Information about the Coronavirus

Griffin Health is committed to your care and safety. Please call your doctor or provider before your visit. General COVID-19 information is available here. Vaccination information is available here.

Schedule your COVID-19 test at 203-437-6815.

Why the Holidays Are Not So Merry for Your Gut

By Griffin Hospital on 11/30/2017

The holidays are hard on our stomachs – from the Halloween candy to the turkey and gravy to one-too-many glasses of champagne. And while it’s fun at the time, we often pay for all the overeating not only with weight gain, but also bloated stomachs, heartburn, and gas.

This year, break the holiday tradition of an upset stomach. Below are several reasons why the holiday season can wreak havoc on your stomach, and some remedies to help alleviate the tummy troubles.

How the Holidays Make Us Sick

  • Large portions. Quite simply, the more food you put into your stomach, the more pressure on your esophageal sphincter, the muscle that keeps digested food down where it belongs. When the pressure is great enough, food and acid will back up, causing heartburn. Too much food can also slow down your whole digestive system, leading to stomachaches and constipation.
  • Rich foods. Holiday foods are generally high in sugar and fat. Both cause weight gain and can trigger upset stomach. Fat also slows down the digestion and can trigger acid reflux. Some foods known to cause reflux include chocolate, coffee, alcohol, mints, and acidic foods.
  • Lack of fiber. Most holiday foods contain very little fiber, which over time, leads to constipation.  Further, fiber makes you feel full, so you may tend to eat more when consuming low-fiber foods.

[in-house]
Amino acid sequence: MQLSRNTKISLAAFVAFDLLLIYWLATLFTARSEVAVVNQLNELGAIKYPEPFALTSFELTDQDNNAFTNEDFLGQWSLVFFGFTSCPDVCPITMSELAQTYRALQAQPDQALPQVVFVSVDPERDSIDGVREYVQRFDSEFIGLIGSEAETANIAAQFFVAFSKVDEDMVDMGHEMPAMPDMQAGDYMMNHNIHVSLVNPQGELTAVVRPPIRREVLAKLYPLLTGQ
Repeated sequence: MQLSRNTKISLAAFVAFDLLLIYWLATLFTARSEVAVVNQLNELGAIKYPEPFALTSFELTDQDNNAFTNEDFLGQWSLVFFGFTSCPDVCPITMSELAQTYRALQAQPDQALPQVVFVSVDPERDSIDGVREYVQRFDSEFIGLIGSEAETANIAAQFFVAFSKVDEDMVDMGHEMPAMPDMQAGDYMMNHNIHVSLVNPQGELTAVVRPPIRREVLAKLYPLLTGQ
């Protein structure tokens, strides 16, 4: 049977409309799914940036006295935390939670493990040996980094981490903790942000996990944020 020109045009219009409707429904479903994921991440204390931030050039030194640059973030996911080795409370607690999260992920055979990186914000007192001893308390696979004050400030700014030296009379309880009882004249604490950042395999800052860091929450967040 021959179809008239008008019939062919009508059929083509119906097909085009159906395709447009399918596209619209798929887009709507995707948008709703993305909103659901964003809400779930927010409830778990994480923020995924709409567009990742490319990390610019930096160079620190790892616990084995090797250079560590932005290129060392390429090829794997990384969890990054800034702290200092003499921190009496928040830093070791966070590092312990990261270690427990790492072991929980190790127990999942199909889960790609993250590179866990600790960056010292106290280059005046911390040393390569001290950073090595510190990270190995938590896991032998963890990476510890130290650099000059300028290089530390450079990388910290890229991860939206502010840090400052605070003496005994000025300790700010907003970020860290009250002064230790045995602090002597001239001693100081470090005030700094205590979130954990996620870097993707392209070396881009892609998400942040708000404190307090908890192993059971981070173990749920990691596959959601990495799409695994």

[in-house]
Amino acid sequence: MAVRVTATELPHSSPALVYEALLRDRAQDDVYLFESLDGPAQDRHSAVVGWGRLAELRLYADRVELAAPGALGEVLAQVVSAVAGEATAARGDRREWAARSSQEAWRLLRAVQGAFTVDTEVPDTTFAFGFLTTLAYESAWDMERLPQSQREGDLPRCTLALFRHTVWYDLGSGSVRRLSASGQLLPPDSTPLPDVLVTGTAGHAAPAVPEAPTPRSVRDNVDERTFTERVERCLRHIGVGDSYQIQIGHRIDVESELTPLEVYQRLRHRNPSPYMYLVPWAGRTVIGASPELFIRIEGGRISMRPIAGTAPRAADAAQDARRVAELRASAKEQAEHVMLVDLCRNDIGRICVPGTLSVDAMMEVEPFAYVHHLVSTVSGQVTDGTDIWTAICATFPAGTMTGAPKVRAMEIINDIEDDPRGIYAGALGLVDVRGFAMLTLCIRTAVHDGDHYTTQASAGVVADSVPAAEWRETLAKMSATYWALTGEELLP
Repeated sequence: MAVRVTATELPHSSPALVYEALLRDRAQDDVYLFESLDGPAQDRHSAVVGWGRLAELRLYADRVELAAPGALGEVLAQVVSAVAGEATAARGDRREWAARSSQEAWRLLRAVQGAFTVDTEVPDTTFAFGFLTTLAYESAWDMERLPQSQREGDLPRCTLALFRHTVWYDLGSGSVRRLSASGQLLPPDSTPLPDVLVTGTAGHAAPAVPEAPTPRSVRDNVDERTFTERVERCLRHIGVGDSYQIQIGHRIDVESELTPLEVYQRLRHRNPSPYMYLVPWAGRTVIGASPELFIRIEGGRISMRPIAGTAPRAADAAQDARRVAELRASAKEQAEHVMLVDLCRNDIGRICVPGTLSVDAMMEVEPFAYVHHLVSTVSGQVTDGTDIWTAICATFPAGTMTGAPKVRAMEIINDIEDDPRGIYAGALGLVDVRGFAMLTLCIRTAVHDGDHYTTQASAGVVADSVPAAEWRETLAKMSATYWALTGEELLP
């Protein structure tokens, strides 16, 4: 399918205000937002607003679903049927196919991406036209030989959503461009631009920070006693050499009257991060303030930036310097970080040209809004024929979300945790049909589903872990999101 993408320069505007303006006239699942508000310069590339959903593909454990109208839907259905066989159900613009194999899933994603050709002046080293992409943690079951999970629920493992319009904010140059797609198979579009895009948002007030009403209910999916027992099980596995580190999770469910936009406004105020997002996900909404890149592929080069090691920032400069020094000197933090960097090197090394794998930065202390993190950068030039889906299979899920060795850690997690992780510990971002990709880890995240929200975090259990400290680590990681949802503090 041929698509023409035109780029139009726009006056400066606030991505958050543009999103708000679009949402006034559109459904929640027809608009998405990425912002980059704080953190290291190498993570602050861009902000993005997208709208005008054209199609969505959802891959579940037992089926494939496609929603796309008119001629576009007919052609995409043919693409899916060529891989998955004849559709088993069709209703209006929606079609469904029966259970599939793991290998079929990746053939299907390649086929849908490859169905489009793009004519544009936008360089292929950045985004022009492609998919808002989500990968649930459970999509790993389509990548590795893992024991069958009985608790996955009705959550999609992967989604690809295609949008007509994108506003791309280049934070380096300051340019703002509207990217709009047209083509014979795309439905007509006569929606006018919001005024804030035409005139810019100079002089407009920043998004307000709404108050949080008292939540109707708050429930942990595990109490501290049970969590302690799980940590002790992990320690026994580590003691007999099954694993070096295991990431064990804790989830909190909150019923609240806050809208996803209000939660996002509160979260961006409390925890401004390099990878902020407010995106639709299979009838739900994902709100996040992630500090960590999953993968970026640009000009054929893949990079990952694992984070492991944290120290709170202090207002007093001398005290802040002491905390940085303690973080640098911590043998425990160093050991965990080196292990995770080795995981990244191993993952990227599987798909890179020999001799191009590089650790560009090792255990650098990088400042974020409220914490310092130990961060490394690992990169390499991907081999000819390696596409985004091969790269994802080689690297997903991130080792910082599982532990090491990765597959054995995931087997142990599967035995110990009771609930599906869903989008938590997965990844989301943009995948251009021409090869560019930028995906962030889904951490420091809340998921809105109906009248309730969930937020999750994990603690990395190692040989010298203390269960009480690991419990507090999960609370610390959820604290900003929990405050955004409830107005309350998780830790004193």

• Holiday stress. Stress -- triggered by shopping lists, cooking, cleaning, travel, and family in general -- can cause upset stomach and heartburn. Further, many people cope with stress by overeating and drinking too much.

How to Remedy Your Tummy Troubles

  • Chew your food slowly. The slower we eat, the less chance we will overeat, since our stomach has time to fill up and signal to our brain that we are full. Plus, chewing your food longer makes it easier to digest.
  • Drink a little liquid with your meals to help keep things moving but try not to fill up too much on liquid (especially alcohol!). Waterlogging your stomach can put excessive pressure on the lower intestine and slow down digestion. If you are consuming water or tea, it should be room temperature to improve digestion.
  • Try a spice. Cayenne (sprinkle a little on your food) and ginger (drink freshly grated ginger tea thirty minutes after your meal) can help increase stomach emptying if you are feeling bloated in that region. Also, a small sprinkle of salt can help with stomach acid production (just don’t overdo it!)
  • Go for a walk. One of the best ways to aid digestion is to move (the worst thing you can do after a big meal is sit down for a long period of time!) Further, regular exercise during the holidays, even walking thirty minutes a few hours after a meal, can help increase motility and lessen digestive issues.
Health Tips & Topics